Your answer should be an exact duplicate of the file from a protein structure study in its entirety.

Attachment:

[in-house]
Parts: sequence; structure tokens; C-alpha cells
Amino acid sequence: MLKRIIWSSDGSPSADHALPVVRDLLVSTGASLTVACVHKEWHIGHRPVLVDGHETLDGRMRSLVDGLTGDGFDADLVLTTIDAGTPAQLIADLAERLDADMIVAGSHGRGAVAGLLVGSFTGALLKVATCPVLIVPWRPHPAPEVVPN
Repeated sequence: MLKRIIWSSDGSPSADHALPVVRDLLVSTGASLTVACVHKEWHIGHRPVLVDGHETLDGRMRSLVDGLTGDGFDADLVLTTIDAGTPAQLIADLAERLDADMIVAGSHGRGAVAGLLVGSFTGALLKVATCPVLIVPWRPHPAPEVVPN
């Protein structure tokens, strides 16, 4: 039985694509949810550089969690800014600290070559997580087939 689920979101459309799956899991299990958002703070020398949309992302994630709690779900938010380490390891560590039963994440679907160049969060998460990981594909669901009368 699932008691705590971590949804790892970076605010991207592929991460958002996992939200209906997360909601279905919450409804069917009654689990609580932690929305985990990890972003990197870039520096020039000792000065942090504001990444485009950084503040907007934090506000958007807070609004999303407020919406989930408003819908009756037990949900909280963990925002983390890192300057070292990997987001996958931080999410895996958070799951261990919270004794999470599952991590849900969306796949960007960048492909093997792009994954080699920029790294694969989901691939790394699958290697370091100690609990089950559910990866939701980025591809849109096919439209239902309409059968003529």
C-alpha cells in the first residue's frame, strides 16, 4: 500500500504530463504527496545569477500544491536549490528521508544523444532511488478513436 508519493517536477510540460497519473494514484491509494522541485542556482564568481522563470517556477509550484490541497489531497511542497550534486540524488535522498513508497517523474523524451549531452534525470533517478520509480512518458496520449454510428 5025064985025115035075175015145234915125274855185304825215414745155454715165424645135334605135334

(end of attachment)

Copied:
[in-house]
Parts: sequence; structure tokens; C-alpha cells
Amino acid sequence: MLKRIIWSSDGSPSADHALPVVRDLLVSTGASLTVACVHKEWHIGHRPVLVDGHETLDGRMRSLVDGLTGDGFDADLVLTTIDAGTPAQLIADLAERLDADMIVAGSHGRGAVAGLLVGSFTGALLKVATCPVLIVPWRPHPAPEVVPN
Repeated sequence: MLKRIIWSSDGSPSADHALPVVRDLLVSTGASLTVACVHKEWHIGHRPVLVDGHETLDGRMRSLVDGLTGDGFDADLVLTTIDAGTPAQLIADLAERLDADMIVAGSHGRGAVAGLLVGSFTGALLKVATCPVLIVPWRPHPAPEVVPN
């Protein structure tokens, strides 16, 4: 039985694509949810550089969690800014600290070559997580087939 689920979101459309799956899991299990958002703070020398949309992302994630709690779900938010380490390891560590039963994440679907160049969060998460990981594909669901009368 699932008691705590971590949804790892970076605010991207592929991460958002996992939200209906997360909601279905919450409804069917009654689990609580932690929305985990990890972003990197870039520096020039000792000065942090504001990444485009950084503040907007934090506000958007807070609004999303407020919406989930408003819908009756037990949900909280963990925002983390890192300057070292990997987001996958931080999410895996958070799951261990919270004794999470599952991590849900969306796949960007960048492909093997792009994954080699920029790294694969989901691939790394699958290697370091100690609990089950559910990866939701980025591809849109096919439209239902309409059968003529």
C-alpha cells in the first residue's frame, strides 16, 4: 500500500504530463504527496545569477500544491536549490528521508544523444532511488478513436 508519493517536477510540460497519473494514484491509494522541485542556482564568481522563470517556477509550484490541497489531497511542497550534486540524488535522498513508497517523474523524451549531452534525470533517478520509480512518458496520449454510428 5025064985025115035075175015145234915125274855185304825215414745155454715165424645135334605135334